When Gisela Torino doesn’t like the sound of something, she changes it.
|Gisela Torina, CTS-I, CQT, CQD, is a certified system specialist at Audio Visual Resources, Inc.|
So far, Torino’s educational efforts have resulted in a respectable list of certifications on top of her EET degree: CTS-I, CQT, and CQD. As a certified system specialist at Audio Visual Resources, Inc. (AVR), an AV design and integration firm based in Mineola, N.Y., she, as her company bio attests, “does a little bit of everything,” including project management and leadership, design, programming, installation, third-party testing and verification, and staff training. She’s often required to switch gears and adjust to different roles quickly, sometimes within the course of the same day: “each role requires me to access relevant knowledge and experience in very specific ways. It’s like sometimes I’m a wrestler, others a magician, a traffic officer, or even a mad scientist.” Because of this, Torino notes that it’s necessary to have the right people supporting her. “For me, it is important to work with people I can trust. A team of experienced, but also reliable professionals,” she said. “If I’m wearing this specific hat today—the programmer hat, for example––I need to be able to trust that those doing the engineering, the install, or the design, are also doing a good job. I’m very happy to be a part of a very good company. The group of people that I work with right now is amazing.” Which is a good thing, since sometimes she’s the one that calls the shots, and other times, she’s answering to a colleague.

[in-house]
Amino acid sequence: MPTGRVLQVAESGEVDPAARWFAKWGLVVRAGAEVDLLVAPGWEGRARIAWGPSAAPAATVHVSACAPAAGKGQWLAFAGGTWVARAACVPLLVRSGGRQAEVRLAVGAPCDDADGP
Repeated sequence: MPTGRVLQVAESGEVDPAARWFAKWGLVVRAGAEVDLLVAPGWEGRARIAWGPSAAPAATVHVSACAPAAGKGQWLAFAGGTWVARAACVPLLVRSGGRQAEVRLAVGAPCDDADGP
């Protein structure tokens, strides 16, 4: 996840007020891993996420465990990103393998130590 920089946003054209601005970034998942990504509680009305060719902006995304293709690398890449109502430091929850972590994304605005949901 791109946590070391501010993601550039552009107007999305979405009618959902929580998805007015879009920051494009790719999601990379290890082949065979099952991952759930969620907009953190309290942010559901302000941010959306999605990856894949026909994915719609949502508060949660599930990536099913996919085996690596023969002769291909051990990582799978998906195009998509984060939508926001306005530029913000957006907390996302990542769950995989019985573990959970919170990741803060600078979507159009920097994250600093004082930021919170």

|Gisela Torina & colleagues at work on a project.|
She also knows that tech managers, who are sometimes the end users, play a role in how successful a project turns out, and Torino urges them to push for the best results—even if those results don’t seem possible in the beginning. “Technology managers are starting to realize how much power they have, which is excellent because they are the ones that really shape the industry,” she said. “The best systems, sometimes, come out of very specific needs of the clients. I would say that it’s very important for them to very clearly communicate what they’re looking for. A unique challenge with a clear purpose could lead to innovation.” This ties back into conducting a thorough needs analysis and requires designers, integrators, and tech managers to hash out the gritty details, especially since the same set of equipment can be configured to achieve many different things and have a big stake in how everything turns out.”
Carolyn Heinze is a regular AV Technology contributor.